I was in the French stadium that day in 1998 when Michael Owen officially became The Next Big Thing in world soccer. With that iconic goal in St. Etienne, where the England teenager of wickedly brilliant pace made some strong Argentine defenders look like overmatched school boys, he was no longer the Three Lions (kind of) secret weapon.
The stadium was in awe as he tore down the middle that day, and World Cup France’ 98 was soon abuzz about it all. Owen was 18 and it was all in front of him. Arrival into superstardom seemed assured. (That story, from Jeff Bradley, was written in 1998.)
Owen never quite reached Cristiano Ronaldo- or Leo Messi-type decoration or acclaim. And later in his career, when the Liverpool youth product might have been peaking, a frustrating series of injury-related fits and starts may have prevented Owen from ever quite achieving his ultimate potential.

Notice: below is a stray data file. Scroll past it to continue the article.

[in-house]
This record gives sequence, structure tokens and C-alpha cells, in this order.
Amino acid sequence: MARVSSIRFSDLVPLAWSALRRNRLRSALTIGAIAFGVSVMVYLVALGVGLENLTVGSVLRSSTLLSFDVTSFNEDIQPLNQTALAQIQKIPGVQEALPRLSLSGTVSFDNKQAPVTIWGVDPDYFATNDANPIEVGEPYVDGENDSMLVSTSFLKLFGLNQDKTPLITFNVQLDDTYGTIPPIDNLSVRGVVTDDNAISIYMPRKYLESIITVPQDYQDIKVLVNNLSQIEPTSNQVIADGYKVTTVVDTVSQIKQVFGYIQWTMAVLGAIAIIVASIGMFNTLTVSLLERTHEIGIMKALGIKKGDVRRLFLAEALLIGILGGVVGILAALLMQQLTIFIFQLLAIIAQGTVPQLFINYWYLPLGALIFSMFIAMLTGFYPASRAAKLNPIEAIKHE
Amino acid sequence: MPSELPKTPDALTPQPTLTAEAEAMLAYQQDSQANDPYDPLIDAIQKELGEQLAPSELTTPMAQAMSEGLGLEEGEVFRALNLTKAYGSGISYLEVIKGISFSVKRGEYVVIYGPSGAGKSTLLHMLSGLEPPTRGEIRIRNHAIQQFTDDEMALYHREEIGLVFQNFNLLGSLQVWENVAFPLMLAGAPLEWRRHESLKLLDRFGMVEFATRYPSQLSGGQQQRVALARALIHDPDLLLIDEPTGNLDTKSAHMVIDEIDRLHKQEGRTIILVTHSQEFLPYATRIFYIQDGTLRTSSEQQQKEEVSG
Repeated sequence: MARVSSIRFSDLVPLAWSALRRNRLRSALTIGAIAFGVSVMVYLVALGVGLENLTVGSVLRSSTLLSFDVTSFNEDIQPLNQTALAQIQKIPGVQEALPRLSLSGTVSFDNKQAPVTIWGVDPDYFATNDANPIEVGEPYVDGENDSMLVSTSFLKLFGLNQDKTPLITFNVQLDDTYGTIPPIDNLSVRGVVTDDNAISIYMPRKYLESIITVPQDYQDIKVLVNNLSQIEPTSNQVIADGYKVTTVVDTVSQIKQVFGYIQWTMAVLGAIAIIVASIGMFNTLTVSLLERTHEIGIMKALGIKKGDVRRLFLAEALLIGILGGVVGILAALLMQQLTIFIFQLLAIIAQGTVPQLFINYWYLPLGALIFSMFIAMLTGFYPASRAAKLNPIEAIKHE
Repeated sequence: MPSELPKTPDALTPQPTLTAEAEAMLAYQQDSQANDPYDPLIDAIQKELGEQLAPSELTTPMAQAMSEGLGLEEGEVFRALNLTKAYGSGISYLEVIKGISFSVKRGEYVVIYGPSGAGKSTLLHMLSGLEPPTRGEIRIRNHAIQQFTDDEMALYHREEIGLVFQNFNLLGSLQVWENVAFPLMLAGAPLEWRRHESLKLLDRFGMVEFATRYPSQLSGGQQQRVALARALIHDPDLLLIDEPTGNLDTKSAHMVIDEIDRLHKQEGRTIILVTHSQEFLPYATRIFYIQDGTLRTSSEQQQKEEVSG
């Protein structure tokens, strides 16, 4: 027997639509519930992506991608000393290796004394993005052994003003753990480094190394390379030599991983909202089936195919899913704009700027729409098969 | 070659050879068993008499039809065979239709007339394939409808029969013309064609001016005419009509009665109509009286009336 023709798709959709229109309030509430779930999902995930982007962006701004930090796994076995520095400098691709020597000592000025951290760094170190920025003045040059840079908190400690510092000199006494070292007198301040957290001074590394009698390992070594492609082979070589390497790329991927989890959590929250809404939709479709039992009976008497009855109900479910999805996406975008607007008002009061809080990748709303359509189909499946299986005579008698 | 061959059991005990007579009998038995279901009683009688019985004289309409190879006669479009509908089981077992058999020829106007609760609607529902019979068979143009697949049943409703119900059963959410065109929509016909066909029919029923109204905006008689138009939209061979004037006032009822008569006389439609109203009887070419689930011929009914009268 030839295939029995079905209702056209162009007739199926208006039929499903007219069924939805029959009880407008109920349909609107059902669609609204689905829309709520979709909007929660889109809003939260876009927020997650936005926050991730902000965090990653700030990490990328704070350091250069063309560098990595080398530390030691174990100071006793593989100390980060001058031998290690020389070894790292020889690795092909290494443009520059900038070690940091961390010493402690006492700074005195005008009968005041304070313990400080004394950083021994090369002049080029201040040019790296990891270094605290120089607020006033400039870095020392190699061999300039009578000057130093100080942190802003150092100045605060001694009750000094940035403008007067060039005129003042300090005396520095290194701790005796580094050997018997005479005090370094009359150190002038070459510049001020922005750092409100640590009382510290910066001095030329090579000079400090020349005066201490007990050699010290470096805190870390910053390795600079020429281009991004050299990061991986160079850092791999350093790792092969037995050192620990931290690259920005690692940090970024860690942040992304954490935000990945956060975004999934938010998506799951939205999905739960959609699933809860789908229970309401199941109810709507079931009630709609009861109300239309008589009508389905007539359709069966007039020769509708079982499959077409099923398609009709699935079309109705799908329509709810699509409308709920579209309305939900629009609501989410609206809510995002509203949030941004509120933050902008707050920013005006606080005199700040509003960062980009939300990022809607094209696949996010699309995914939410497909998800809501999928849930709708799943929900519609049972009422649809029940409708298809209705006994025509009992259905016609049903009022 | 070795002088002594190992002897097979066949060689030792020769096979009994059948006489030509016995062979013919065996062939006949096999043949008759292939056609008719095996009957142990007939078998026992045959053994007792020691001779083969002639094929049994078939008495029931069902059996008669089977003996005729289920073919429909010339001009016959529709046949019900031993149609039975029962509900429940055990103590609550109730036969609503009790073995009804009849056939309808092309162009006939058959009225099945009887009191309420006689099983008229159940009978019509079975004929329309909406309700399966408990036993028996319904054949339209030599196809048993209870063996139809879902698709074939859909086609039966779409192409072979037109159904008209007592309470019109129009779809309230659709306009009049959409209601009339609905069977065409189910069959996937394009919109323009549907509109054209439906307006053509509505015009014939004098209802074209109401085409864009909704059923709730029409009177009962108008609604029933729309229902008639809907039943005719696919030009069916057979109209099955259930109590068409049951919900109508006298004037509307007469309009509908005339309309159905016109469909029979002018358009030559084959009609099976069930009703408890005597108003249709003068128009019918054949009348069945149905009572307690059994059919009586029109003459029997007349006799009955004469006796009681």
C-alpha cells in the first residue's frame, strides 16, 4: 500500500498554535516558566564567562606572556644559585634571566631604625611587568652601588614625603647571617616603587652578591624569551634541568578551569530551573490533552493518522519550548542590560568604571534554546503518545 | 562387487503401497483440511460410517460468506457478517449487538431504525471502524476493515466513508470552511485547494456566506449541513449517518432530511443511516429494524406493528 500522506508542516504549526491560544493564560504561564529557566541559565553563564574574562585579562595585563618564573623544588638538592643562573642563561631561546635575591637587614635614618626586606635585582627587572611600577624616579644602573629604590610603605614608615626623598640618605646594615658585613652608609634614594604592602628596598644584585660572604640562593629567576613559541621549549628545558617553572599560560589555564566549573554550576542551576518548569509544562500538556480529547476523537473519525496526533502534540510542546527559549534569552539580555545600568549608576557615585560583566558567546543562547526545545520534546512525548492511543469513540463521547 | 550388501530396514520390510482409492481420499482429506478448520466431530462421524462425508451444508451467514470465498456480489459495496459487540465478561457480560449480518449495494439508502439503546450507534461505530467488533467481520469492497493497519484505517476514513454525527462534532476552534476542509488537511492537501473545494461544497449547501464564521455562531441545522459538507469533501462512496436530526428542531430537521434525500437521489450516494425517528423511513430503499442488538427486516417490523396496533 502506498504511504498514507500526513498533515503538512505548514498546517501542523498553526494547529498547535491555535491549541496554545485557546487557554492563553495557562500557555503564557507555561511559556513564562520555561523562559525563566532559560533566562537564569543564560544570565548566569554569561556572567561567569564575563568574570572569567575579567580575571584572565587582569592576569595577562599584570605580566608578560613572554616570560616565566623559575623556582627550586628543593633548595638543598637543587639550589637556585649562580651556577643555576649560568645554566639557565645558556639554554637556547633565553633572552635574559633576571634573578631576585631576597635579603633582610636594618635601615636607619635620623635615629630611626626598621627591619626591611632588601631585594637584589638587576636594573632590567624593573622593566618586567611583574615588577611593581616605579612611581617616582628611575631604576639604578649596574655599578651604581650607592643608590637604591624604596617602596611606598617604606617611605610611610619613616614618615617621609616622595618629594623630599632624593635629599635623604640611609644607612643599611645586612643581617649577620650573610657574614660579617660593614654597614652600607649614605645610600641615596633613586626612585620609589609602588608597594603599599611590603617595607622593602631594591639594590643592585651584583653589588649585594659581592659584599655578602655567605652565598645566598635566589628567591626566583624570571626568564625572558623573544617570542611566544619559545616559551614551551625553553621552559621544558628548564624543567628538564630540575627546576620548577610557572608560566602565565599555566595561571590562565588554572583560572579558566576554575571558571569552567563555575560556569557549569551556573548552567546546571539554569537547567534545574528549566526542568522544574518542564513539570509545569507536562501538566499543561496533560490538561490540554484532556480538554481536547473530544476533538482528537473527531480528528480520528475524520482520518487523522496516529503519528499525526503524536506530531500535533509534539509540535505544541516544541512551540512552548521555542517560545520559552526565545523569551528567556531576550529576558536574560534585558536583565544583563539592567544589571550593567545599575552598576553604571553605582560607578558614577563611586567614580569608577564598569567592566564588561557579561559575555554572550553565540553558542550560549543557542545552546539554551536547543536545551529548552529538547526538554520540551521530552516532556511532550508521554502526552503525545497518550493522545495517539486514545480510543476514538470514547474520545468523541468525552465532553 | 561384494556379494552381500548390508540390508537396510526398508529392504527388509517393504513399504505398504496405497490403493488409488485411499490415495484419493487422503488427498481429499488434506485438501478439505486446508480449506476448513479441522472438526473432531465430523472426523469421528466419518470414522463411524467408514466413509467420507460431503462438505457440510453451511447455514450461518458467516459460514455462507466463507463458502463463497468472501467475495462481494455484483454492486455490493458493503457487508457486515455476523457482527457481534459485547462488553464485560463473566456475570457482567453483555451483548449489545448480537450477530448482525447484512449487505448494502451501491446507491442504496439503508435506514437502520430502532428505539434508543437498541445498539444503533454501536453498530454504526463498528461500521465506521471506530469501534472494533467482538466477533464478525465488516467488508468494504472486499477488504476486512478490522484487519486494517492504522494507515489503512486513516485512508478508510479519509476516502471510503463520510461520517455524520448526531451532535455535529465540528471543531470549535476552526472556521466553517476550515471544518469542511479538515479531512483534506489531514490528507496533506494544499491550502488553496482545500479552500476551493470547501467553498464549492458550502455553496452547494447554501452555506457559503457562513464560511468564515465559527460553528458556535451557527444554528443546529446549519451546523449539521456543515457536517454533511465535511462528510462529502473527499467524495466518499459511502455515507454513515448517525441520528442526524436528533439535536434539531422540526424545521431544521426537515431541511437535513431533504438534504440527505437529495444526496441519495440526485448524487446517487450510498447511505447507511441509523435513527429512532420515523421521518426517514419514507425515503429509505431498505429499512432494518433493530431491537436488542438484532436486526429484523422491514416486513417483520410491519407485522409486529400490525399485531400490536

That doesn’t mean he wasn’t one of the best strikers of post-war England; so says this BBC columnist.
Owen was named European Footballer of the Year in 2001, the first England man to do so since Kevin Keegan in 1979. Team-wise, he claimed Premier League, FA Cup, League Cup and UEFA Cup medals.
Today, Owen retired. A statement on his personal website is here.
By the way, that goal against Argentina wasn’t even the man’s best. So says this piece from The Independent, which called it No. 2.
Well, I liked it. And so did all the England fans in the stadium — some of whom finished the evening brawling at the train station after their team was eliminated in penalties, although that’s clearly another story.
Here’s the mighty goal: